Los Angeles, CA

Home: West Hollywood VRBO

Day 1

“Los Angeles” is enormous, so we could only ever hope to see a small part of it traveling by bicycle. So where to establish a base for a few days? Conveniently, the Hollywood area is doubly attractive to Rett, both as a fan of Hollywood’s productions, and as a fan of not deviating too far off our route to Palm Springs.

Our morning was mostly errands, walking from our VRBO to Trader Joe’s to stock up on groceries. Our VRBO was expensive, but had a full(-ish) kitchen, so cooking all our own meals was a way get value out of that expense. Another way was to use the free (and more-importantly, convenient) laundry machine to do both a normal load of clothes, and then also wash our rain gear, to keep the DWR (Durable Water Repellent) treatment in good shape. It’s the second time in the last couple weeks that we’ve used laundry machines that are just sitting outdoors, under minor shelters. Oh, Southern California, you’re so SoCal.

Rett rode her bike to Hollywood! (and then spotted the sign for the first time just walking to Trader Joe’s).

After those chores, we walked back out to Hollywood Boulevard, both for some more chores (Christmas charm-replacement on Rett’s watch band, printing tickets at FedEx), but also to do a bit of the standard tourist stuff. When riding, Rett frequently needs to spend more time staring at the ground in front of her (to avoid treacherous road surface) than looking at all the vistas in the distance, so it was funny/sad that even off the bikes, we both found ourselves doing the same thing as we walked down the Hollywood Walk of Fame, staring at the names on the sidewalk and missing all the weirdos and flashing lights at eye-level and above.

This Leo Carrillo dude made a nice hiker/biker campsite, but I’m not sure if that’s worthy of a star on the Walk of Fame…?

The messages/prints/signatures in the concrete at Mann’s (er, Grauman’s, er, TCL) Chinese Theatre are way cooler than the Walk-of-Fame stars, because they were left by the stars themselves at the height of their fame, rather than just commemorated by some 3rd-party committee after-the-fact. Unlike the fixed-format stars on the Walk, you can see a lot of personality locked into the cement (e.g., some clearly practiced their signatures in concrete, some clearly didn’t. Some did hands, some did feet, some did bare feet (Susan Sarandon) and peace signs (Jane Fonda)). Many frequently had warm messages for ‘Sid’, which just gives an air of Old Hollywood chumminess that completes the movie-star illusion.

Rett loves Marilyn, but I prefer my blonde over Marilyn!

I was surprised how soon after the ‘Star Wars’ release that three of the characters immortalized themselves, so when I was writing this, I checked the ‘Star Wars’ Wikipedia entry to see the actual date when the movie was released. In a bit of circularism, I read in the “Release” section about the re-opening of the film at Mann’s Chinese Theatre…at which R2-D2, C-3PO, and Darth Vader left their prints. It makes me wonder, is the main reason that that section was included in the Wikipedia entry because of the physical evidence of their visit that can be seen to this day? And then by extension, are most of the names scrawled into the concrete there recognizable to two 40-somethings, 70 years later, mainly because they’ve been sitting there for 70 years being read about by millions of people, and constantly re-boosted in our cultural memory?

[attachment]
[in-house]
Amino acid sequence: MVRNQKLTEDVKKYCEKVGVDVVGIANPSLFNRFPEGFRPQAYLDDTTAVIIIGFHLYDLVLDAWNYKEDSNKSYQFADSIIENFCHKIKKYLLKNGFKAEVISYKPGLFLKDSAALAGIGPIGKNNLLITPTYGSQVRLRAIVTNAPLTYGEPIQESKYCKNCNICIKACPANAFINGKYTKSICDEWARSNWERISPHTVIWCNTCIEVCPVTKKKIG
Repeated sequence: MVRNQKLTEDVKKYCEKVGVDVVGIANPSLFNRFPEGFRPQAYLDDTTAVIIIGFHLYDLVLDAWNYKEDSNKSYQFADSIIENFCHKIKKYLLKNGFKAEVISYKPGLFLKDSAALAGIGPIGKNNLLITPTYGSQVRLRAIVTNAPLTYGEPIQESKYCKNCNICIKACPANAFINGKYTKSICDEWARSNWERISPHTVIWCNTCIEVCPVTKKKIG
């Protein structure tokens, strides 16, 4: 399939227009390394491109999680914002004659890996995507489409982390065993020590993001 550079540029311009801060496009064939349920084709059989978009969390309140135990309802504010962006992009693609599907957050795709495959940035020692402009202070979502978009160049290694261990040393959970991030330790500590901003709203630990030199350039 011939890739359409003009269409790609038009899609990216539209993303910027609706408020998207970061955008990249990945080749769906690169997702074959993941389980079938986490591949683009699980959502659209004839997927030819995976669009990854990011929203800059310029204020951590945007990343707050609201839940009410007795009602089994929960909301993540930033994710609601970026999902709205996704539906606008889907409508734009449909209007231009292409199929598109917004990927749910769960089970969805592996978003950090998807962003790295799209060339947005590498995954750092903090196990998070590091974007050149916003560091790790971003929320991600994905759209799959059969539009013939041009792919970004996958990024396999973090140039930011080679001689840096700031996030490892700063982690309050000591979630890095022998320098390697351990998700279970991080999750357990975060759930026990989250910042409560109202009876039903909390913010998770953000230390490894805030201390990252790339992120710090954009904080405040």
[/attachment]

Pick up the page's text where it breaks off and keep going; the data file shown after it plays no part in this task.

Some Star Wars guys (including Rett’s favorite) left their mark at Mann’s Chinese Theater just two months after the initial release…I guess they already knew they’d have a long legacy!

It really goes back to Egyptian hieroglyphs, and cuneiform on clay tablets, and what has always bugged me about anthropology: how much of our understanding of human history is biased by our knowledge of those who were smart/lucky enough to leave their footprints in concrete, versus our ignorance of those who failed to leave a permanent mark of their existence anywhere?

I own excellent record albums that were released much more recently than ‘Star Wars’, but have already nearly vanished from cultural memory, because the streaming rights never got picked up by Spotify, and no other communities exist any longer on the supposedly infinite-memory Internet to keep them alive. Without any physical form, they will just continue to fade and be forgotten, like so many Hollywood actors who never got invited to scar the concrete at the Chinese Theatre. Or maybe they got invited, but their daughter got sick that day, so they had to skip it. And that brief illness is the difference between me writing their specific name in this blog, and me referring to them as a vague theoretical reference.

I guess what I’m trying to say is that our Hollywood visit taught me that I should be scratching this blog into the concrete shoulder of the roads we travel, and not just storing it as electronic bits in the ether.



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